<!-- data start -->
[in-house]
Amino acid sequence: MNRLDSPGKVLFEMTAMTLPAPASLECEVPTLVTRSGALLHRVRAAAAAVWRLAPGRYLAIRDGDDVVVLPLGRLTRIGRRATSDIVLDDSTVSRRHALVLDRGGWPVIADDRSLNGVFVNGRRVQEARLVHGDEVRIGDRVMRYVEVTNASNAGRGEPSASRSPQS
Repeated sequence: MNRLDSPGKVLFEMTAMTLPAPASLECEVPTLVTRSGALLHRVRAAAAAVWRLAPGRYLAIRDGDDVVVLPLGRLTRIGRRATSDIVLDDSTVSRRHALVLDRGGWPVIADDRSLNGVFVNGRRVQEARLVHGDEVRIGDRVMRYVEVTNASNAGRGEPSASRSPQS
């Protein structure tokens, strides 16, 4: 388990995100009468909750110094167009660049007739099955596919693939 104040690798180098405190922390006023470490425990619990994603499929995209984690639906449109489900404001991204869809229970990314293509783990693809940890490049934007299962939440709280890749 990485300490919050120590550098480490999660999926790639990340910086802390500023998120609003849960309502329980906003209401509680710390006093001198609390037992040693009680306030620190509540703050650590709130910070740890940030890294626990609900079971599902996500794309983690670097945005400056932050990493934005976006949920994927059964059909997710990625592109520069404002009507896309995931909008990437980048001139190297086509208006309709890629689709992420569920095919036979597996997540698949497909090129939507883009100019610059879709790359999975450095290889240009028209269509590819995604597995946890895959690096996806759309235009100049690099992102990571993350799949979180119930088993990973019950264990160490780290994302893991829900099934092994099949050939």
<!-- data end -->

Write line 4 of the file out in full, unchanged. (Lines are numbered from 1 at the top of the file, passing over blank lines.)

């Protein structure tokens, strides 16, 4: 388990995100009468909750110094167009660049007739099955596919693939 104040690798180098405190922390006023470490425990619990994603499929995209984690639906449109489900404001991204869809229970990314293509783990693809940890490049934007299962939440709280890749 990485300490919050120590550098480490999660999926790639990340910086802390500023998120609003849960309502329980906003209401509680710390006093001198609390037992040693009680306030620190509540703050650590709130910070740890940030890294626990609900079971599902996500794309983690670097945005400056932050990493934005976006949920994927059964059909997710990625592109520069404002009507896309995931909008990437980048001139190297086509208006309709890629689709992420569920095919036979597996997540698949497909090129939507883009100019610059879709790359999975450095290889240009028209269509590819995604597995946890895959690096996806759309235009100049690099992102990571993350799949979180119930088993990973019950264990160490780290994302893991829900099934092994099949050939």